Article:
As the U.S. approaches the eighth anniversary of the war in Afghanistan, CBS News is broadcasting three days of special reports. “AFGHANISTAN: The Road Ahead” is an in-depth examination of the war in Afghanistan. The CBS Evening News with Katie Couric will be reformatted, with more than half of the broadcasts on Oct. 5, 6 and 7 dedicated to the subject.

Says CBS News & Sports president Sean McManus, “CBS News will devote multiple resources to providing our audience with a clearer understanding of the challenges we face in Afghanistan and the consequences of the options that confront America.”

Couric will lead the expanded coverage with reporting and analysis from Afghanistan by CBS’s Chief Foreign Correspondent Lara Logan, National Security Correspondent David Martin and Foreign Correspondent Terry McCarthy.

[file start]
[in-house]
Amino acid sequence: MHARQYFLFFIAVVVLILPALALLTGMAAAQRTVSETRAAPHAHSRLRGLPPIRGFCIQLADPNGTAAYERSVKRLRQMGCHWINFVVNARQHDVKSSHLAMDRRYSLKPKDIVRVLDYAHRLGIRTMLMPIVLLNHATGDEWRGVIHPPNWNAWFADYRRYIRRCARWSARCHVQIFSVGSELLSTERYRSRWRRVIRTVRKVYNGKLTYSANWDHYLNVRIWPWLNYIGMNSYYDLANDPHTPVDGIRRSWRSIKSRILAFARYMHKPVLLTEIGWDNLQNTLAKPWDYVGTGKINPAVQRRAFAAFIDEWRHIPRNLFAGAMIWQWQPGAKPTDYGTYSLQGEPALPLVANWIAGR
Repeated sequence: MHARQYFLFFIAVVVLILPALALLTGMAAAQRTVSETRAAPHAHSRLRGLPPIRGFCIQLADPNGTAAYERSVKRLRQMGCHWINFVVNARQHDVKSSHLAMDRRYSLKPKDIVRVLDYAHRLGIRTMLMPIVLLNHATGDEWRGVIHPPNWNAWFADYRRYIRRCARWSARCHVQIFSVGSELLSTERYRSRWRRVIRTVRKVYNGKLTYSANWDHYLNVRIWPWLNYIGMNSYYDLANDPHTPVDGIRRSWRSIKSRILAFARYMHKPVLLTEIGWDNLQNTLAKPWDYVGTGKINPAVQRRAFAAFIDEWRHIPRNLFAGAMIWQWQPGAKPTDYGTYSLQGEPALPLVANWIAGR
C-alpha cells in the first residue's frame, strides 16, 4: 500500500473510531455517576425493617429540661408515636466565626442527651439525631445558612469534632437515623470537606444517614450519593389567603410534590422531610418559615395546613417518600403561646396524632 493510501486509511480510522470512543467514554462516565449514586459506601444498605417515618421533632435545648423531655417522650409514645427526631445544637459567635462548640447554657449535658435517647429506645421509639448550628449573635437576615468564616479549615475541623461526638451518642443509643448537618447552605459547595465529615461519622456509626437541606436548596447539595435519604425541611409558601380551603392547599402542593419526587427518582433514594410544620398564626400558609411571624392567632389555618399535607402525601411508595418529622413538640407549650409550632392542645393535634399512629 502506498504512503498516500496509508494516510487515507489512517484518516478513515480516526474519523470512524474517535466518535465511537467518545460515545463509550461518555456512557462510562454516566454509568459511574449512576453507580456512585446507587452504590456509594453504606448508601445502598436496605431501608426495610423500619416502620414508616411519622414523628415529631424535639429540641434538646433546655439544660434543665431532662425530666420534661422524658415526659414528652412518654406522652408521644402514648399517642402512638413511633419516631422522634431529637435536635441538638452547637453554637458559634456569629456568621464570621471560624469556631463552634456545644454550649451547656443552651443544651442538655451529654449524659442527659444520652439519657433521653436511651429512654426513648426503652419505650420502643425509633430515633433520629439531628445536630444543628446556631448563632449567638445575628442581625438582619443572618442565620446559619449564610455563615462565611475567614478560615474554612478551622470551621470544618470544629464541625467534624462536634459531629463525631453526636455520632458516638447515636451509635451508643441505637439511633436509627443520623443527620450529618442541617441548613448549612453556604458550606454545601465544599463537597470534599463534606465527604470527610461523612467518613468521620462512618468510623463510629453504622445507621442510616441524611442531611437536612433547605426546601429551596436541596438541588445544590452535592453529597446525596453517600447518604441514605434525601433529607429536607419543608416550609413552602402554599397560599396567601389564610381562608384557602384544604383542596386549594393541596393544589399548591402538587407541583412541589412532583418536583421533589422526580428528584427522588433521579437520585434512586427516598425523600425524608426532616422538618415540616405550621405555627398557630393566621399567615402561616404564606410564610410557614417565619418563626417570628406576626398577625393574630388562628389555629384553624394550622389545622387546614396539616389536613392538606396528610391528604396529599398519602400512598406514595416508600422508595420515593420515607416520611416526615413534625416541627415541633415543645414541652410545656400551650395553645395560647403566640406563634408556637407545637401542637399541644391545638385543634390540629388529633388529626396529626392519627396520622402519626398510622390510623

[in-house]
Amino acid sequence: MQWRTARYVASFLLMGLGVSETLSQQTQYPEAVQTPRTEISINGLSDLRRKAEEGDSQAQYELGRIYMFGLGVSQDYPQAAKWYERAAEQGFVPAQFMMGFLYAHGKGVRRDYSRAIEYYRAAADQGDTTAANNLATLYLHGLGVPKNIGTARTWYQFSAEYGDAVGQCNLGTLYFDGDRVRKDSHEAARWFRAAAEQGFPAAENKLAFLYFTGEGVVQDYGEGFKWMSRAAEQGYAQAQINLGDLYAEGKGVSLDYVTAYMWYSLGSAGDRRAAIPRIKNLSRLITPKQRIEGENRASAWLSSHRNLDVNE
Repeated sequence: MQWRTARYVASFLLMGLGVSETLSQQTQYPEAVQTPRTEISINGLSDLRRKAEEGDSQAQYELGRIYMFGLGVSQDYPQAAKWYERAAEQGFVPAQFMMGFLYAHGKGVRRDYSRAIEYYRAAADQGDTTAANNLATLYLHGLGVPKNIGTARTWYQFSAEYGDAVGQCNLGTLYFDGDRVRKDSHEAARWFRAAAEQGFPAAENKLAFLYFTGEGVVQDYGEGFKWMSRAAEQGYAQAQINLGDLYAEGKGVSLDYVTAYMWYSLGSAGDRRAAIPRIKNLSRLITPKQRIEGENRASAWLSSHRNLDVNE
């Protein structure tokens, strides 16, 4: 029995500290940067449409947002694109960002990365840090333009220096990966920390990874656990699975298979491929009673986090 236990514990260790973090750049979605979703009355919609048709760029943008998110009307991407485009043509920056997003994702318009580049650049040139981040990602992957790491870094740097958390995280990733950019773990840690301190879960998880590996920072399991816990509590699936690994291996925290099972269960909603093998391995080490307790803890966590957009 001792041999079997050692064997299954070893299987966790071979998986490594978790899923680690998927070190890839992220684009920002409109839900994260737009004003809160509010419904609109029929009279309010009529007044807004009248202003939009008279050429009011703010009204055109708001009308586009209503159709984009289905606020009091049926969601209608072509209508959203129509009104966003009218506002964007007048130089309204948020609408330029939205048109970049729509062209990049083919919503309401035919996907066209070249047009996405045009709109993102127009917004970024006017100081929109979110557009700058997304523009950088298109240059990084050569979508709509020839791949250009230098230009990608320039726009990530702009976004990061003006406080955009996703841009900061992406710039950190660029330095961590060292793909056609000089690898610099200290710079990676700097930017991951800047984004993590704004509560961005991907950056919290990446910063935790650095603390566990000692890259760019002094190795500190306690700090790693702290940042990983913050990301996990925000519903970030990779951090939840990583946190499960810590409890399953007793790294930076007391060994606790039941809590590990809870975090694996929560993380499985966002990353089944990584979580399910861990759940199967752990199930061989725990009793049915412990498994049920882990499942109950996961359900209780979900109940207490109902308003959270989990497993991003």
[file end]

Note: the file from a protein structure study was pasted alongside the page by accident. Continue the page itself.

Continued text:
Related reporting also will be featured on “The Early Show,” CBS Radio News and

Terry McCarthy Jumps from ABC to CBS

McCarthy_6.27.jpgTVNewser has learned ABC News correspondent Terry McCarthy is leaving the network for a job at CBS News. In an email to colleagues, obtained by TVNewser, McCarthy writes, “Has been a lot of fun working with you all over the past three years, even as our industry is changing so quickly all around us. Who knows where we will all be in the next three years!”

McCarthy was ABC’s principal Iraq correspondent. He has reported extensively overseas, from China, India and other parts of the Middle East. Before ABC, McCarthy worked for Time magazine in Los Angeles. It was former ABCer, now CBS’s VP for talent and development Barbara Fedida who helped McCarthy transition from print to TV three years ago.